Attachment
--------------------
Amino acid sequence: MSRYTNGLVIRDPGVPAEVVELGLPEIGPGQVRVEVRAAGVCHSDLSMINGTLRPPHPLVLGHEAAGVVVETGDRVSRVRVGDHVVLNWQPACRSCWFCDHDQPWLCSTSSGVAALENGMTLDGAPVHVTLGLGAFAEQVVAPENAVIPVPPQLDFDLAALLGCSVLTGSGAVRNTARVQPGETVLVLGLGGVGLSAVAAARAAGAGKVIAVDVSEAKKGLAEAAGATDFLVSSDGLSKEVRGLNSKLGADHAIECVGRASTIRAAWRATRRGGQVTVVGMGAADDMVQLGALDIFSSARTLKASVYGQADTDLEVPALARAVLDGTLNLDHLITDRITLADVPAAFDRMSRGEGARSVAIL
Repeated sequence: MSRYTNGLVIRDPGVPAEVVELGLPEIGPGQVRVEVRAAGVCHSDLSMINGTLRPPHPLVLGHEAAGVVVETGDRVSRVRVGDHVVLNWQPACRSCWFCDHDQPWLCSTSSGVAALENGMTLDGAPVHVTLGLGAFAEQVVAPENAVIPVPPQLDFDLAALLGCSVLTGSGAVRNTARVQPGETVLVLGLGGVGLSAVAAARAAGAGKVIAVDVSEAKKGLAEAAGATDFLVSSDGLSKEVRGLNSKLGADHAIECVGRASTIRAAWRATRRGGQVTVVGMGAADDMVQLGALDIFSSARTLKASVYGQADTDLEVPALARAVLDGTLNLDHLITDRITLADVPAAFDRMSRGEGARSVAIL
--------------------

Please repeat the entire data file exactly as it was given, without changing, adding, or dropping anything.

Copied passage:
Amino acid sequence: MSRYTNGLVIRDPGVPAEVVELGLPEIGPGQVRVEVRAAGVCHSDLSMINGTLRPPHPLVLGHEAAGVVVETGDRVSRVRVGDHVVLNWQPACRSCWFCDHDQPWLCSTSSGVAALENGMTLDGAPVHVTLGLGAFAEQVVAPENAVIPVPPQLDFDLAALLGCSVLTGSGAVRNTARVQPGETVLVLGLGGVGLSAVAAARAAGAGKVIAVDVSEAKKGLAEAAGATDFLVSSDGLSKEVRGLNSKLGADHAIECVGRASTIRAAWRATRRGGQVTVVGMGAADDMVQLGALDIFSSARTLKASVYGQADTDLEVPALARAVLDGTLNLDHLITDRITLADVPAAFDRMSRGEGARSVAIL
Repeated sequence: MSRYTNGLVIRDPGVPAEVVELGLPEIGPGQVRVEVRAAGVCHSDLSMINGTLRPPHPLVLGHEAAGVVVETGDRVSRVRVGDHVVLNWQPACRSCWFCDHDQPWLCSTSSGVAALENGMTLDGAPVHVTLGLGAFAEQVVAPENAVIPVPPQLDFDLAALLGCSVLTGSGAVRNTARVQPGETVLVLGLGGVGLSAVAAARAAGAGKVIAVDVSEAKKGLAEAAGATDFLVSSDGLSKEVRGLNSKLGADHAIECVGRASTIRAAWRATRRGGQVTVVGMGAADDMVQLGALDIFSSARTLKASVYGQADTDLEVPALARAVLDGTLNLDHLITDRITLADVPAAFDRMSRGEGARSVAIL